Impact of rising inflation, interest rates
It’s hard for the average person to see the market shift after record home prices were announced in June, when the national median sale for a single-family home hit $416,000, up 13.4 percent from a year earlier. In Michigan, the median home price was $284,466, up 17 percent from the same month in 2021.
“It’s difficult for sellers to reach the high level that we’ve had,” Smith said. “But having a buyer who can sleep on (whether they want to make an offer) is a much healthier environment than what we went through.”
So far, says Elsea, “it’s still a seller’s market,” but higher lending rates seem to be having an impact.
A typical 30-year mortgage would have an interest rate of around 5.9 percent this week, up from 3.5 percent last year, adding $144 to the monthly cost of a loan for every $100,000. Borrowers with top credit ratings and 20 percent down payments pay slightly less, around 5.4 percent. The high this year was 6.18 percent and was set in June.
The real estate industry claims that ultra-low interest rates were an anomaly that lasted for years, due in part to the pandemic and federal efforts to encourage borrowing.
Now mortgage rates are rising because the Federal Reserve is raising the federal funds rate (the rate lenders pay to lend each other money). It rose by ¾ percentage point in July and is expected to rise again in September after warnings that inflation had not cooled sufficiently.
The increase in federal funding, in turn, will affect many consumer loan interest rates, e.g. B. those associated with credit cards and home equity lines of credit, although the interest rate is not directly tied to mortgage increases.
Those costs are rising as inflation continues to put pressure on most other consumer prices, including groceries, which continued to rise in July, despite the month’s annualized inflation rate remaining steady at 8.5 percent.
The Fed warned this month of another possible rate hike in September.
Home buyers are feeling the changes, many realtors said.
“There’s less traffic, phone calls and walk-in customers,” said Craig Hinkle, agent/owner of RE/MAX of Grayling.
“I sense buyers are extremely frustrated,” he said. “They would look at something and make an offer and multiple bids would come in. … If they find anything now, interest rates have doubled. So we’re noticing a pullback.”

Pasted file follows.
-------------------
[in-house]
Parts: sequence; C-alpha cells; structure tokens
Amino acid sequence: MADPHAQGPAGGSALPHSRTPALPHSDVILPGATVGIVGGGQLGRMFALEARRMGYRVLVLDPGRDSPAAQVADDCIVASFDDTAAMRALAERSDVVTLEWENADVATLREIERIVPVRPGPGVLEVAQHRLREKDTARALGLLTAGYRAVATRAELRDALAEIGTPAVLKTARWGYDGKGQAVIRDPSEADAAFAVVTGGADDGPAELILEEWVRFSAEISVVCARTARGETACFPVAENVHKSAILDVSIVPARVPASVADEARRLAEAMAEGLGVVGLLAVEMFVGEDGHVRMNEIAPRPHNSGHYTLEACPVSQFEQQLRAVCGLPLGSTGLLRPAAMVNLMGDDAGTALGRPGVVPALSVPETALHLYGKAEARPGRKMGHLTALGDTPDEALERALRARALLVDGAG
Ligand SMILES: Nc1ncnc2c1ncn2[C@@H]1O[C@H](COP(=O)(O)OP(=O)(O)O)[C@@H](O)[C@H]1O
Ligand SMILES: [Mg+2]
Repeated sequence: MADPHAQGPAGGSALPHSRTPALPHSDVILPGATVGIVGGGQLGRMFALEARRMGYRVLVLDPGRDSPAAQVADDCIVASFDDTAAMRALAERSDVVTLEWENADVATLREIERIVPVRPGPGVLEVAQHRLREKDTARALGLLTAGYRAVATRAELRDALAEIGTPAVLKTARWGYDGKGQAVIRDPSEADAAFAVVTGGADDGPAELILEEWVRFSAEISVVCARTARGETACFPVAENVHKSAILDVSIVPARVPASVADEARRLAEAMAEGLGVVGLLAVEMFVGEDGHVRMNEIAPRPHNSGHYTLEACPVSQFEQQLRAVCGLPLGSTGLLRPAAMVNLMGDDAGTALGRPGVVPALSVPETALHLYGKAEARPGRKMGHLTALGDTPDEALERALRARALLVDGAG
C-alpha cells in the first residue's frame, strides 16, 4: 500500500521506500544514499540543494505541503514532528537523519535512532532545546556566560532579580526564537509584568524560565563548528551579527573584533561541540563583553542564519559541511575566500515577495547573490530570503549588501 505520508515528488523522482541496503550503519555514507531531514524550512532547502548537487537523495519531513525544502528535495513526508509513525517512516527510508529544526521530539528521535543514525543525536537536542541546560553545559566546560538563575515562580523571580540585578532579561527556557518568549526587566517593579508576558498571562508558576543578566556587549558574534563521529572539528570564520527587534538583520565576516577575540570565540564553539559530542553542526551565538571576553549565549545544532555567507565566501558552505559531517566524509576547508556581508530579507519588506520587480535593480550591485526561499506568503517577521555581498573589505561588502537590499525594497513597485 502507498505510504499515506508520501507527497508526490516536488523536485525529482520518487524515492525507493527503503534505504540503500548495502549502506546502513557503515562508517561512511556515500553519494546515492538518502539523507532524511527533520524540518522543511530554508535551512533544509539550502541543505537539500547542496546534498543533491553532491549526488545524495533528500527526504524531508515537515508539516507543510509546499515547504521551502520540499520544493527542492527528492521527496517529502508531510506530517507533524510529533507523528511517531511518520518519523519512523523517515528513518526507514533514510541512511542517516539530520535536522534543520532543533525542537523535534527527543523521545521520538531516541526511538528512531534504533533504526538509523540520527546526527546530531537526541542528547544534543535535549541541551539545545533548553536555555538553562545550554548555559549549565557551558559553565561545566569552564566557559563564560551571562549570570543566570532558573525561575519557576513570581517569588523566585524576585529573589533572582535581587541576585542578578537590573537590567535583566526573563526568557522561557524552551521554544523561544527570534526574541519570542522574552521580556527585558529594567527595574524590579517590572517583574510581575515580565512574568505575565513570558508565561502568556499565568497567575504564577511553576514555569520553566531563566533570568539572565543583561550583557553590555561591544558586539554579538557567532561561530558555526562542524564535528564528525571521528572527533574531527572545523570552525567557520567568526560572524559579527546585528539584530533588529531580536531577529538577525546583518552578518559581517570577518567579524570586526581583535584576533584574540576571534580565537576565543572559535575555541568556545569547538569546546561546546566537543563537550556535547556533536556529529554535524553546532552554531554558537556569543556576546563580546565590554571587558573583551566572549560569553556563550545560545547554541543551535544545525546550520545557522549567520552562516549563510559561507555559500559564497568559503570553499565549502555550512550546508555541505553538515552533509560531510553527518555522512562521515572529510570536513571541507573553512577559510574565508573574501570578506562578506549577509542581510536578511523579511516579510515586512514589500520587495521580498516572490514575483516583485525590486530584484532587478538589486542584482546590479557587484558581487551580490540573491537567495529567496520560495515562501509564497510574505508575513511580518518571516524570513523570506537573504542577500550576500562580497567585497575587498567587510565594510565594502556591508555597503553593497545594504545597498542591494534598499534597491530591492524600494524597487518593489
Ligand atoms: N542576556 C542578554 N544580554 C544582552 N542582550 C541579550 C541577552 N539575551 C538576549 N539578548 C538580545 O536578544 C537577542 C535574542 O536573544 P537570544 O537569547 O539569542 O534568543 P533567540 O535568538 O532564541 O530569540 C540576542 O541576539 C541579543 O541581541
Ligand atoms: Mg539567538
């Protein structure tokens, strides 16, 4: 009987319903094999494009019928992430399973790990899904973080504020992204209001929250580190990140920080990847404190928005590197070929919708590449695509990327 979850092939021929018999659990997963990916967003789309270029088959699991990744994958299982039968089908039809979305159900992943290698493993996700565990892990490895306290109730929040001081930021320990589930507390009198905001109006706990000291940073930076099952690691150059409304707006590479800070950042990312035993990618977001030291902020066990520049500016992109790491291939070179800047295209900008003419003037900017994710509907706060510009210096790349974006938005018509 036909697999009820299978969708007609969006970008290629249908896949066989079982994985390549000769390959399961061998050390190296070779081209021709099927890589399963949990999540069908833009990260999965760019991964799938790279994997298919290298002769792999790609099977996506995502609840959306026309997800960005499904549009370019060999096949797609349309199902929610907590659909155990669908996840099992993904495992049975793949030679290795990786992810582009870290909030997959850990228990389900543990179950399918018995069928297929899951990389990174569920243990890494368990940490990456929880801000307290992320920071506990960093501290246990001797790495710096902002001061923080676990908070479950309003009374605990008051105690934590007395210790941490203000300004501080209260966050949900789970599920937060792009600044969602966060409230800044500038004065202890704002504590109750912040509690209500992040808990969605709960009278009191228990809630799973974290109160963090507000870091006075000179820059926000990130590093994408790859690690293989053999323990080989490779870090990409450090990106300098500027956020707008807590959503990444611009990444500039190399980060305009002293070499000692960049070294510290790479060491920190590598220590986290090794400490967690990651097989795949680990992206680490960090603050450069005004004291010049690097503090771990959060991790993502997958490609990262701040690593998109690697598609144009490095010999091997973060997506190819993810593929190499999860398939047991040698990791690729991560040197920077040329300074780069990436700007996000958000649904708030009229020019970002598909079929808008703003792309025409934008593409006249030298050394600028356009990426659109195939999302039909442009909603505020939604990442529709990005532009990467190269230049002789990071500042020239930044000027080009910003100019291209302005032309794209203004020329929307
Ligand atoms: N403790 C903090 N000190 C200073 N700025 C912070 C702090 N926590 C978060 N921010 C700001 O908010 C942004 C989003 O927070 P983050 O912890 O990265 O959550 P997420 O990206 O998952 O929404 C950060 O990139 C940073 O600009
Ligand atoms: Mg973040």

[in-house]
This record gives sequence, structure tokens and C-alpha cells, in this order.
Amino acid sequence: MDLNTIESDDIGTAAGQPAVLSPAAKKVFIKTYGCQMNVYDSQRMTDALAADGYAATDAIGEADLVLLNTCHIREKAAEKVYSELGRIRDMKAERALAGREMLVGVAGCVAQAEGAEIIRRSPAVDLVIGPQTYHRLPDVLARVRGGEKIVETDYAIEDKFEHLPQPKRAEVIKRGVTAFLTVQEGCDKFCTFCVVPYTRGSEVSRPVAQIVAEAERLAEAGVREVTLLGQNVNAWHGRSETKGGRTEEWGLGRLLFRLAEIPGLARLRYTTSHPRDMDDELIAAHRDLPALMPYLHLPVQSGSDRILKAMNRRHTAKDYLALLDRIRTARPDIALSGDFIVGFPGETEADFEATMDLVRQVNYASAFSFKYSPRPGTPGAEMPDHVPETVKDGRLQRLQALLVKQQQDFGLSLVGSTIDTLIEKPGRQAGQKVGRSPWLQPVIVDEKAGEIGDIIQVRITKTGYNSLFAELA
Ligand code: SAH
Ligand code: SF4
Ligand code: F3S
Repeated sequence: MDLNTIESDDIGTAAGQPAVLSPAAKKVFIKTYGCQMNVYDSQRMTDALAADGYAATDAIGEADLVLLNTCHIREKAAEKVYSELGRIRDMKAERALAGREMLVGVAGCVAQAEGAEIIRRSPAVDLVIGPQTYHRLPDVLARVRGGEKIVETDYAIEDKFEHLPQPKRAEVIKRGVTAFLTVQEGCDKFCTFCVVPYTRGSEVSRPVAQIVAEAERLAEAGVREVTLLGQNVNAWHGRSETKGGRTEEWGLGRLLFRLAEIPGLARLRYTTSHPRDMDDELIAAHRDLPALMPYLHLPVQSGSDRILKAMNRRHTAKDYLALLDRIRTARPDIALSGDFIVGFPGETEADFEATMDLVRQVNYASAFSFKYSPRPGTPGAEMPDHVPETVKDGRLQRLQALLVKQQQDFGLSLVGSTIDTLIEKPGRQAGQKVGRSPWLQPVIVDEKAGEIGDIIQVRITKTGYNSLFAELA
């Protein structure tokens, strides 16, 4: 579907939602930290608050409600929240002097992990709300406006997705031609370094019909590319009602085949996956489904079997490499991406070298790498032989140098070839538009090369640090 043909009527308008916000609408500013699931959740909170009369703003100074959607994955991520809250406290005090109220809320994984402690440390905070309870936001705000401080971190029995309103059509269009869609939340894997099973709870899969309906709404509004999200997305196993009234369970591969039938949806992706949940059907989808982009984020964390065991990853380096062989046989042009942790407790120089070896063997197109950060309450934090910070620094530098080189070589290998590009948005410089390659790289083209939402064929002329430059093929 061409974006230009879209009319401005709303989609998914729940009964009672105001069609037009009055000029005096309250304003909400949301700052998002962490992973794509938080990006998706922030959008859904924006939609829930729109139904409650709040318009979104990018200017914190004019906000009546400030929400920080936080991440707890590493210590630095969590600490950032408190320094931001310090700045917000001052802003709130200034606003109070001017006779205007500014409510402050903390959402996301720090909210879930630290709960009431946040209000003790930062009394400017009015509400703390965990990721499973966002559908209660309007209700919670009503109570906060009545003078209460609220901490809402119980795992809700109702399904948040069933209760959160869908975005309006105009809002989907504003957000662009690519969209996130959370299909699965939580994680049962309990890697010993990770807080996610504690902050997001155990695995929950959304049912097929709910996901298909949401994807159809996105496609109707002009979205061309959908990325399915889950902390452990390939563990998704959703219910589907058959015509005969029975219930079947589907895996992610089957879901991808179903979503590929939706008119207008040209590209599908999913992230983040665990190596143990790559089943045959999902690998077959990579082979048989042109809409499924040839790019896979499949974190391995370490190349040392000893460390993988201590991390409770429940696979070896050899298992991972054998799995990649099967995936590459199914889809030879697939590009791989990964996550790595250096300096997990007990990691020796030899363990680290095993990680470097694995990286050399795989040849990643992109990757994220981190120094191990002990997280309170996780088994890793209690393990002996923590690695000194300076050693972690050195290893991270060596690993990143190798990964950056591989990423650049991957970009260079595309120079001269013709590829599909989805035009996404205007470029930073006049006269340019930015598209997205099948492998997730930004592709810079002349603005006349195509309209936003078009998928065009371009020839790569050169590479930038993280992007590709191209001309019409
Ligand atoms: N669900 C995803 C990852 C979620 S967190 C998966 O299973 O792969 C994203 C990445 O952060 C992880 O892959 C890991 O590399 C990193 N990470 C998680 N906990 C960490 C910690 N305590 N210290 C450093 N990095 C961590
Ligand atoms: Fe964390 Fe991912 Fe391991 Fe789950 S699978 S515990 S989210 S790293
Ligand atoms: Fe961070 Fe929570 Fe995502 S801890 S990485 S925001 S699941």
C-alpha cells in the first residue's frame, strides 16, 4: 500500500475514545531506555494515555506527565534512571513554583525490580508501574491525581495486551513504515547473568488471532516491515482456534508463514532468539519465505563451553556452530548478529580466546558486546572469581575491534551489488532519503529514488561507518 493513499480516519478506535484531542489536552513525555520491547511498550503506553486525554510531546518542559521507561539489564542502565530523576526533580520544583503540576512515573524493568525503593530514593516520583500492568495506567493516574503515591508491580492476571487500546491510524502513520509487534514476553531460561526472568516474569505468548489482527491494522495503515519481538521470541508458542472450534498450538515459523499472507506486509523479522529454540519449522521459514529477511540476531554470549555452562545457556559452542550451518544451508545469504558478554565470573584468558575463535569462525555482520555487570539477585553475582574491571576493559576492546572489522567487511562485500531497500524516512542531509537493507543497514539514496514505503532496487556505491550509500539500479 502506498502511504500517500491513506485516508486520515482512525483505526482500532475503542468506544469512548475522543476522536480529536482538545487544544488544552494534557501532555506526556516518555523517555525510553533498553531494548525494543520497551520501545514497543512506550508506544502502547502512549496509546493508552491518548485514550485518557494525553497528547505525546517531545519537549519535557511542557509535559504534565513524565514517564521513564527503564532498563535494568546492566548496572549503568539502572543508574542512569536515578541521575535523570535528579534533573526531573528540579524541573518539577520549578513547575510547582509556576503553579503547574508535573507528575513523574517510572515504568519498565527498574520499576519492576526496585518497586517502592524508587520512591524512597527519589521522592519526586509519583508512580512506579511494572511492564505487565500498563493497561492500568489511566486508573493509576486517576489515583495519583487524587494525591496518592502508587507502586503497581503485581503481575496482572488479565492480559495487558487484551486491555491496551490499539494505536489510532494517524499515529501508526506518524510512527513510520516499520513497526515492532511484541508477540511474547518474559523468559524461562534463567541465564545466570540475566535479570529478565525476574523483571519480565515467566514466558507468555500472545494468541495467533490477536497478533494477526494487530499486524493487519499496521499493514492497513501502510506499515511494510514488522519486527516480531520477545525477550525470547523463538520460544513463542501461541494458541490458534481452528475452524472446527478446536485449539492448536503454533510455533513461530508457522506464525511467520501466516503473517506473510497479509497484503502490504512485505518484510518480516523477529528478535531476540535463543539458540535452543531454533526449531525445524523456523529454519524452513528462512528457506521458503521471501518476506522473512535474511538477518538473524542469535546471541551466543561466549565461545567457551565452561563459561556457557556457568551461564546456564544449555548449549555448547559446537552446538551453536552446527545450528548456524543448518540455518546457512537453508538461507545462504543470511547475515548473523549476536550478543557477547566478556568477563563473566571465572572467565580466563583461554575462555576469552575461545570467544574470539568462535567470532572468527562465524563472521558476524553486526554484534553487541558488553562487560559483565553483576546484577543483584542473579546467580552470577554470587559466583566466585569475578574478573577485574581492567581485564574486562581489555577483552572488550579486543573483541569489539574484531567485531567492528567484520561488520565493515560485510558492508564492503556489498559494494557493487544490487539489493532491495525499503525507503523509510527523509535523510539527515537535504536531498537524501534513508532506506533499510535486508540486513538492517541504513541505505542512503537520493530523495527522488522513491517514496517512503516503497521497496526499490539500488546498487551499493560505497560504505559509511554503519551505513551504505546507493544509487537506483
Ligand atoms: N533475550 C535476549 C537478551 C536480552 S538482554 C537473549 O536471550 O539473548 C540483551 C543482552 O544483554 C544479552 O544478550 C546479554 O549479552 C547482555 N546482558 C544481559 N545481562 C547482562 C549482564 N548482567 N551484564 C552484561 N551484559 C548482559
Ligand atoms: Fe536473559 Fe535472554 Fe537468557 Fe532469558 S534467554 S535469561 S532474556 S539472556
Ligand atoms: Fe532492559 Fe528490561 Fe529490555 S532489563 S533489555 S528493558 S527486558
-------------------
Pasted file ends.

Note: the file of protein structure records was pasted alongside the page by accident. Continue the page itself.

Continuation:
Real Estate One officials are also tracking the number of new listings. More homes priced at $750,000 or more are coming onto the market in Southeast Michigan than a year ago.
Listings of homes priced under $500,000 — including the sub-$250,000 starter range — have declined.
The higher-priced houses are also selling better than a year ago.
“The smaller price declines reflect the increased cost of home ownership, a combination of increased interest rates and higher prices,” Elsea said. “The top end (sales) will be less impacted by higher interest rates.”
Rural markets slow down faster
Statewide, if a home is priced right and looks moveable, sellers in major cities can still expect an offer soon after listing, Smith said.
But sales in rural communities are slowing.
“My colleagues are talking about a slightly grimmer situation, I think, especially in less aggressive markets,” Smith said.
One example, Smith said, was a builder of a new home in the northeastern Lower Peninsula who planned to list it soon for about $250,000 and worried about whether the time lag would hurt his profits as sales in the region declined.
“I think there’s still a digital divide,” Smith added. “If people have decent internet access and can sit by the lake shore, they will do that all day. If you don’t have that access, you’re going to take a big hit.”
Through June, the lowest rate increases in the state were in the Branch County and Clare-Gladwin areas, followed by Shiawassee County and the Thumb area.
The highest year-to-date average selling prices in June were in the Traverse City area ($457,262) and the greater Ann Arbor area ($436,045), two communities with far more buyers than homes on the market, raising affordability concerns accordingly.
In Grand Rapids, where buyers still far outstrip supply, prices have not yet come down, said Edward Pinto, director of the AEI Housing Center, a Washington, DC-based policy think tank. More homes need to reach the market for prices to drop, he added.
Grand Rapids “is still very far from a price drop,” Pinto told the audience at the Grand Rapids Policy Conference hosted Aug. 17 by the Grand Rapids Area Chamber of Commerce.
Some Michigan waterfront properties also continue to rise due to extreme demand. “Our shelves are empty,” says Hinkle, the Grayling broker when it comes to lake-front or river-front homes.
That’s not the case for all properties in the greater Grayling area, Hinkle added. A home with obvious defects or in need of renovation will not fetch a top price or, if it is at the top of the market, will linger when potential buyers turn it down.
“Buyers don’t want to buy properties that need work,” Hinkle said.
Smith said she saw that in the greater Ann Arbor area through her brokerage and nationally in her role as an officer at MAR.
She advises seller agents to consider a price drop if she hasn’t received an offer in the first 10 days on the market.
It’s a mindset change for agents and sellers, said Elsea of Real Estate One.
“If you’re used to a house selling at above asking price in a week and it changing to slightly below asking price in four weeks, then you think that’s a big change.
“But we’re moving towards normality, which is healthy because the pace we were at before wasn’t.”